I never watched an episode of The X-Files when it originally aired. I did watch every last episode of the short-lived Alien Nation, which only recently I realized was entitled such because aliens who had landed on Earth were being alienated by humans as they all tried to co-exist. So I had my fill of sci-fi tv. Also recently, I started to get back to my geeky roots, embarking into the land of sci-fi and fantasy poetry. The X-Files had been lingering in my Netflix queue for a long time. The time was perfect for me to start watching. Then Netflix stopped streaming it, so I’m now watching on DVD.
Side note: the music for the show either is exactly or sounds exactly like a track from one of the Pure Moods CDs from the 90s.
To get a feel for what’s to come (or what already was what’s to come), this’ll be a fuller recap.
Season 1, Episode 1 has no special title. It’s simply The Pilot, which lacks any kind of intrigue. It’s quickly followed by the opening message that the following story is based on actual events. I don’t know if you’re allowed to have that on a tv show if it’s not true, so let’s say it is, and that’s a freaky way to start a show considering the next thing that happens is a girl runs through the woods in a nightgown, a light, some wind, and a male figure appear, and then, she’s dead.
The first FBI agent we meet is Agent Dana Scully (Gillian Anderson), who is being brought in to assist Agent Fox Mulder on his X-Files. “Assist” here means “debunk,” and she can do so because she’s a certified doctor with a logical thought process. On the plus side, she’s a strong female doctor and FBI agent. On the negative side, she’s being used as an instrument for these higher-ups at the bureau.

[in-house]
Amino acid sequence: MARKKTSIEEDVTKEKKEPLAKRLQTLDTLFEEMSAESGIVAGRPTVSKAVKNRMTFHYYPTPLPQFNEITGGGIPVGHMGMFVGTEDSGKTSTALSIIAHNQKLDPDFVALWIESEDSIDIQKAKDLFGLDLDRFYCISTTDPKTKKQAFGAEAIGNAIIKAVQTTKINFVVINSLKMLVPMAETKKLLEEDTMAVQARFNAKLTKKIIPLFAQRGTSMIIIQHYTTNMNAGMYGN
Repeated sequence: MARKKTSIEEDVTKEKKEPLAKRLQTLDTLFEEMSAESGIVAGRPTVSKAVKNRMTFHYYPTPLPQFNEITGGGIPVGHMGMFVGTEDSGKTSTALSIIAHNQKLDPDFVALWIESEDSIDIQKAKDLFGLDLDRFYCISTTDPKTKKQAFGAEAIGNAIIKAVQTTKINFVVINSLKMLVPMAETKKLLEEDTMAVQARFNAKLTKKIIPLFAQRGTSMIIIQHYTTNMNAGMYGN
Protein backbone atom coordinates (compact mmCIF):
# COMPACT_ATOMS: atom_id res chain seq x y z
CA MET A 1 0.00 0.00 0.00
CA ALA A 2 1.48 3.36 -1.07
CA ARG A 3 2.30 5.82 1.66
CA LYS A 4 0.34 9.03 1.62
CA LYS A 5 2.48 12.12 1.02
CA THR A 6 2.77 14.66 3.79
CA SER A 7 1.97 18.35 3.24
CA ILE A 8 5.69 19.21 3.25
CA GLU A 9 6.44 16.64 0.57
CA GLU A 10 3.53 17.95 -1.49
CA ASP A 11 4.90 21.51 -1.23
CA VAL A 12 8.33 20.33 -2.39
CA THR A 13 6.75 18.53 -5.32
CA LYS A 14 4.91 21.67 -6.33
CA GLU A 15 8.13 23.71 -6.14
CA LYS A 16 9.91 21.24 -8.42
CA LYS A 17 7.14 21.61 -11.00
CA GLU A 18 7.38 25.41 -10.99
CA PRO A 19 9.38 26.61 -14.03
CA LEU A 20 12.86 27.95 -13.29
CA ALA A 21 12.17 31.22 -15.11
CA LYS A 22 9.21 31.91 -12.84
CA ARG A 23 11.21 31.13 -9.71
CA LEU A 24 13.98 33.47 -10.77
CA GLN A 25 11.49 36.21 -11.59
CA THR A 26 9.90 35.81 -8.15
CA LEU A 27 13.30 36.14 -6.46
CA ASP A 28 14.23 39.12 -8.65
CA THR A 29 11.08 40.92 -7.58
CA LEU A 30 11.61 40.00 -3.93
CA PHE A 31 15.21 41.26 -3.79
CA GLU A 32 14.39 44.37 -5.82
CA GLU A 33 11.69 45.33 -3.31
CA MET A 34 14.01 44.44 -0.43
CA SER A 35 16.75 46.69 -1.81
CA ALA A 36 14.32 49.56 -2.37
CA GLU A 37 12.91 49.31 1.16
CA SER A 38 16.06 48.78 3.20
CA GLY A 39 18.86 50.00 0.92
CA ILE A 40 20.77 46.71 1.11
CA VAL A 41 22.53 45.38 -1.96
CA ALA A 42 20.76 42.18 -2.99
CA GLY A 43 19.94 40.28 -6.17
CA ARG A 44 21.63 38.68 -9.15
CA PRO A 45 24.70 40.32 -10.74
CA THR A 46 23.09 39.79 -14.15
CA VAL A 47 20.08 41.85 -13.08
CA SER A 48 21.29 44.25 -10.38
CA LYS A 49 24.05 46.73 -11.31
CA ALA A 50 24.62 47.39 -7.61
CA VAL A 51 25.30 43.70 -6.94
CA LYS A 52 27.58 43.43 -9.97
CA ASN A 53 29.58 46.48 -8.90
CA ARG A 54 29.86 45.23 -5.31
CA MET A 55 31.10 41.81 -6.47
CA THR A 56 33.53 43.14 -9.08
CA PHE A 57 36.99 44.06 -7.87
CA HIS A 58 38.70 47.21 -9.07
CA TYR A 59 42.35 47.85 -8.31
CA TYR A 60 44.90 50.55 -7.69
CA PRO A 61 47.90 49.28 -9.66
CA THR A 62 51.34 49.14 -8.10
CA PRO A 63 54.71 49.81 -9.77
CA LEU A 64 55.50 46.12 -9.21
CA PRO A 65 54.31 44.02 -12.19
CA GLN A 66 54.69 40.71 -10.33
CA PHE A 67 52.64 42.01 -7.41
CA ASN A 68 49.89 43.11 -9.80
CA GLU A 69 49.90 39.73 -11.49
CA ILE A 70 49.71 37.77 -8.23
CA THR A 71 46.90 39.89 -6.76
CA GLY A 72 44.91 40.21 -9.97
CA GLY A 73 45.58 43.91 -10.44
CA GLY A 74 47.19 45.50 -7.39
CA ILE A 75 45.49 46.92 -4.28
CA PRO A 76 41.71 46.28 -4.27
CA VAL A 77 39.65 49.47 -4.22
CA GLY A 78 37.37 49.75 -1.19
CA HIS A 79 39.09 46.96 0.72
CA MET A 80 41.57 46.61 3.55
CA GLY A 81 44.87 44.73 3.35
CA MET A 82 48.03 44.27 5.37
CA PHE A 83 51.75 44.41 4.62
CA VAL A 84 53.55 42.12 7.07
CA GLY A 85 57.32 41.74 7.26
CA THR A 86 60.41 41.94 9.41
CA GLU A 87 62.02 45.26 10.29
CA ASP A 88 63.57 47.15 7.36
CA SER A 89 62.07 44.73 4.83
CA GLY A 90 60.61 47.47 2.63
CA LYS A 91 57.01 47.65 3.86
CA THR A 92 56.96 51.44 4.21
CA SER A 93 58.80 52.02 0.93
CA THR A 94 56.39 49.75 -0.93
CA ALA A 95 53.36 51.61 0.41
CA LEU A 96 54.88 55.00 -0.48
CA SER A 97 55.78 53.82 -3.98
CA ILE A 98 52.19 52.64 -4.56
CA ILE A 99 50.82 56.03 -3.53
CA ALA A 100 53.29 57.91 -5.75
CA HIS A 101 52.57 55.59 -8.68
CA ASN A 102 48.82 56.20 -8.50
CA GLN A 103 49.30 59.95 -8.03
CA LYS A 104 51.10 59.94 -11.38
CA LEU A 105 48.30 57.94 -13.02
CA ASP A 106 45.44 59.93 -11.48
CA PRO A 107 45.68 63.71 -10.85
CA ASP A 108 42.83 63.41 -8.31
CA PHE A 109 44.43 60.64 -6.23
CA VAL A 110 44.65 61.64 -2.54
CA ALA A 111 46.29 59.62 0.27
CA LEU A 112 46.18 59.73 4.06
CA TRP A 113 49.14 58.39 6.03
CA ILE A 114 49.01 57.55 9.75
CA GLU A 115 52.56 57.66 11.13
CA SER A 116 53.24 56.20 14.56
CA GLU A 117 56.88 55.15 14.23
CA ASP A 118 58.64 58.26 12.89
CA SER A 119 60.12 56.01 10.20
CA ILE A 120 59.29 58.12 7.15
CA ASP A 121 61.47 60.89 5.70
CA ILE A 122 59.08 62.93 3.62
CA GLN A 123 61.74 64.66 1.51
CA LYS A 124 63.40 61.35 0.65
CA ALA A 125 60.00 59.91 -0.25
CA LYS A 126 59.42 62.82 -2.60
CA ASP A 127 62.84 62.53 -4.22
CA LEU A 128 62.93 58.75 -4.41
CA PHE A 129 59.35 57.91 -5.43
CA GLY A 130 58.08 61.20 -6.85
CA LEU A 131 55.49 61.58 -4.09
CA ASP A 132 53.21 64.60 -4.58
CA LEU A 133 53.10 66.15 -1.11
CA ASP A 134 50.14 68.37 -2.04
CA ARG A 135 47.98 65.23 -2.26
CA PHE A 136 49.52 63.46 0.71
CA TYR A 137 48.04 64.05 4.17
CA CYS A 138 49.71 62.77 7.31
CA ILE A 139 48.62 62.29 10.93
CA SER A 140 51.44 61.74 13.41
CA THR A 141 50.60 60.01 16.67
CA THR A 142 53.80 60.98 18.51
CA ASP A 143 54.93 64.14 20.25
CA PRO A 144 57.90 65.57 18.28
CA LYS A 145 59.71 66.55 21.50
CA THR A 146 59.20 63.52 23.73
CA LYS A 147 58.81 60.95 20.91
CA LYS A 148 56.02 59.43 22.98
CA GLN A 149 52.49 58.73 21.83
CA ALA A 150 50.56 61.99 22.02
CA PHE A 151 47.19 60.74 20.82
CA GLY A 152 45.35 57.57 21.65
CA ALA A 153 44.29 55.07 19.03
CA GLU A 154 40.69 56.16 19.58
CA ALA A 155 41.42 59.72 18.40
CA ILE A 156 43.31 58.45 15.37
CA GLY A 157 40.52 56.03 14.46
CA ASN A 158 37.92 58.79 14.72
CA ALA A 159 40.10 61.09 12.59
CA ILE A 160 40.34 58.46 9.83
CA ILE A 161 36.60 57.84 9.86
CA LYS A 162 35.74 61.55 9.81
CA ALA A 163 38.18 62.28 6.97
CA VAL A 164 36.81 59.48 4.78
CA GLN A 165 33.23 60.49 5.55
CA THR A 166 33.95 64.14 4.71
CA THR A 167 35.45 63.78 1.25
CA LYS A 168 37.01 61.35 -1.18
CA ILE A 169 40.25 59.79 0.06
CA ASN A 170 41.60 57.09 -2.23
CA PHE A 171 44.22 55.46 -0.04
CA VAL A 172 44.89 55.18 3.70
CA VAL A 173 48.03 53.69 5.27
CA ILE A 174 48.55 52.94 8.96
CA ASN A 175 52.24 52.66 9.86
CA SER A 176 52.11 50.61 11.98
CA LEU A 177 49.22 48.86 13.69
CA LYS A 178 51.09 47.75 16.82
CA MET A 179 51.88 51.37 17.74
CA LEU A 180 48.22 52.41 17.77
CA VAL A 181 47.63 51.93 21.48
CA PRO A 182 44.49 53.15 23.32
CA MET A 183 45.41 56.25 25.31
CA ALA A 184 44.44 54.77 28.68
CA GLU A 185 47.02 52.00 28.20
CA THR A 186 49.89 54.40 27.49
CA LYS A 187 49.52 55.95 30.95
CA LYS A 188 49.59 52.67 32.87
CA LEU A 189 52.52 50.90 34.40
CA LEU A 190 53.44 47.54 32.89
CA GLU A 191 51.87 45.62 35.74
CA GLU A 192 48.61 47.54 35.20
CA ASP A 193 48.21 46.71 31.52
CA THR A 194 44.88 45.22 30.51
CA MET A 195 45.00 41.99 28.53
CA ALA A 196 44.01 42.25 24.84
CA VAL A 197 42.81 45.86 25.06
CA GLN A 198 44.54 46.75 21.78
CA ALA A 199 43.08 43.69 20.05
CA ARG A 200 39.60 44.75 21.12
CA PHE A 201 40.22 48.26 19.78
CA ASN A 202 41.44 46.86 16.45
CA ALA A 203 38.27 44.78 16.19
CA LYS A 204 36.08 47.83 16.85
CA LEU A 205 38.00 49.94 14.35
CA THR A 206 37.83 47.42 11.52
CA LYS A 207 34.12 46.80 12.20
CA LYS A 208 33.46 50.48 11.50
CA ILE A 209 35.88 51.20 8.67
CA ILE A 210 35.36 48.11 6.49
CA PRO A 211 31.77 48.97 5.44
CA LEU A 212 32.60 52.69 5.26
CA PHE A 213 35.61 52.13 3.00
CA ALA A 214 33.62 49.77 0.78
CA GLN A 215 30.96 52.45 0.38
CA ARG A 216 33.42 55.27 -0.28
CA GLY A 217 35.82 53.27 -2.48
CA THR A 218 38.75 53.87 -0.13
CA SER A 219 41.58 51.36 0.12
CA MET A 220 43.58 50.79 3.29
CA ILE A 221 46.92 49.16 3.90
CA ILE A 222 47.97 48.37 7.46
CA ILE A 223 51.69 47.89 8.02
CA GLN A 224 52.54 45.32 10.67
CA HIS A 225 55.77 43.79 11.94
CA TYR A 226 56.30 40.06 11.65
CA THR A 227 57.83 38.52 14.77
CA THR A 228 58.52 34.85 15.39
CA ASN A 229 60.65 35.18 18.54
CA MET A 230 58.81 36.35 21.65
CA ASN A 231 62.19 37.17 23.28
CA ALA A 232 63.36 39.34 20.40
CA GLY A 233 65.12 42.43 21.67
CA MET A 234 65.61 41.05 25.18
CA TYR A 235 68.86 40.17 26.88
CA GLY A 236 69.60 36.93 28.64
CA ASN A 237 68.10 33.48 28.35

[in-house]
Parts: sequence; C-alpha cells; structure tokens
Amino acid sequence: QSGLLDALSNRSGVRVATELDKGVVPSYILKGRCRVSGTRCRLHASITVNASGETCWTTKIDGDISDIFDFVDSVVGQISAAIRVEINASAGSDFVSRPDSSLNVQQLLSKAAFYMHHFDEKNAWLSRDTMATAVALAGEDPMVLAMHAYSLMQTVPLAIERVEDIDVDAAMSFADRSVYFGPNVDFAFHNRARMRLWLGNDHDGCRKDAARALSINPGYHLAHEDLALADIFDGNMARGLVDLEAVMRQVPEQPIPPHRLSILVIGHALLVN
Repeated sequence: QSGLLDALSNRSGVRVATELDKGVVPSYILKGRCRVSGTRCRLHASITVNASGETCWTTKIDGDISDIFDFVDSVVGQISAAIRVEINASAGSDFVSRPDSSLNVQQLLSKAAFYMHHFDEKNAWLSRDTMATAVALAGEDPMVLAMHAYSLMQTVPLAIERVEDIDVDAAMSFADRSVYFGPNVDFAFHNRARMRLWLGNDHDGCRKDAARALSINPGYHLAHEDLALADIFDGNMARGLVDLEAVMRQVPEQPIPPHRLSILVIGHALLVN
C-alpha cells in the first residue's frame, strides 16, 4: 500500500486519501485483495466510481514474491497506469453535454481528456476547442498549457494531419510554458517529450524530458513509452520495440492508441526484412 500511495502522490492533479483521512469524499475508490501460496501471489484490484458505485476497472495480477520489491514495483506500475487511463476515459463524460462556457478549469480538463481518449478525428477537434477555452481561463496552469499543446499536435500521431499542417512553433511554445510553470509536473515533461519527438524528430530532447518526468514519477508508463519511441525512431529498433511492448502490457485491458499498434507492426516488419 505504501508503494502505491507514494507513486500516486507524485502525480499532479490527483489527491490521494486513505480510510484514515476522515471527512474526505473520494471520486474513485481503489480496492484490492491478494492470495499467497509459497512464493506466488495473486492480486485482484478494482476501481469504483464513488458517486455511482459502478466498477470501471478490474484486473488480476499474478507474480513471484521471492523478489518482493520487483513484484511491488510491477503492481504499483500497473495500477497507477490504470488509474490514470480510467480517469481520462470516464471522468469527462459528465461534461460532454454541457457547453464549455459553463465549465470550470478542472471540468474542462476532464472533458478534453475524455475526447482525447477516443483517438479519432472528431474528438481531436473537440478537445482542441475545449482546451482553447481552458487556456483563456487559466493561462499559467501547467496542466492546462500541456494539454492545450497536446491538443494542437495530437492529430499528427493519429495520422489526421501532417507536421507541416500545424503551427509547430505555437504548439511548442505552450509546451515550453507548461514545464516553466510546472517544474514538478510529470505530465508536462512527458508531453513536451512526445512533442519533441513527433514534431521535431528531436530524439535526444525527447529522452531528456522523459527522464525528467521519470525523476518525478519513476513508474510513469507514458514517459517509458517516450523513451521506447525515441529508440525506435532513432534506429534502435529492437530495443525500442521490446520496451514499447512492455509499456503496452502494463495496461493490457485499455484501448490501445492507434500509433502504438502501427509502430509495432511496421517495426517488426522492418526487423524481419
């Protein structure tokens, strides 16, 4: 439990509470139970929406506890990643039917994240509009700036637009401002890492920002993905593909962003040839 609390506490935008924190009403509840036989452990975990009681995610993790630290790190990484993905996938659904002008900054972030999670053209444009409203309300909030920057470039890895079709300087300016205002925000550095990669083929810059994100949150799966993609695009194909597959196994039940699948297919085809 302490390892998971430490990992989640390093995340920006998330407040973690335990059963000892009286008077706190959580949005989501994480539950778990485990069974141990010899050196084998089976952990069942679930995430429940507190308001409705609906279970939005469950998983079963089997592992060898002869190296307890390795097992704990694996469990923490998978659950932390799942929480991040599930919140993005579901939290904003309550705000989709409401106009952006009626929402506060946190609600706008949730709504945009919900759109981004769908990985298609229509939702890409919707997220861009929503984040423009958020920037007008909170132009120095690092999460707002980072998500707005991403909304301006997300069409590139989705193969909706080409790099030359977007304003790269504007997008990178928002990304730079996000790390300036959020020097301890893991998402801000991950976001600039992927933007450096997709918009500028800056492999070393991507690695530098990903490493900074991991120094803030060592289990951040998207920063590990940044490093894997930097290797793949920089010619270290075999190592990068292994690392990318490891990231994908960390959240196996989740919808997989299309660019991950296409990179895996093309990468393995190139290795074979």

Then we meet Agent Fox Mulder (David Duchovny), who works alone in a basement among filing boxes and has decorated with photos of UFOs. He assumes she’s spying on him, and he’s already looked up her dossier including her thesis on Einstein. He’s not being professional or even really nice, but in fairness, he’s almost right about the spying.
The X-File: the dead girl in the woods has two marks on her back but the chemistry of the surrounding tissue is indefinable.
Their ensuing discussion sets up the entire series:
Mulder: Do you Believe?
Scully: Logically, no.
Mulder: When logic fails, shouldn’t we Believe?
Scully: Obviously, something was the cause of death.
This is all paraphrased, but it’s the gist of the scene and every conversation they have. He remains a Believer and she remains level-headed and resistant.
The next day, they arrive in Oregon, and on the car ride to a cemetery, Mulder asks Scully if she gets squeamish about digging up dead bodies. She says she doesn’t know because she’s never done that. She’s a doctor who does autopsies. This should make her squeamish?
No time to ponder that. The radio starts getting all “What’s the frequency Kenneth” on them, changing the stations and sounding eerie radio-wavish. Mulder’s fast on the case, stopping the car, spray painting an X on the ground and explaining nothing. Even with a partner, he works alone.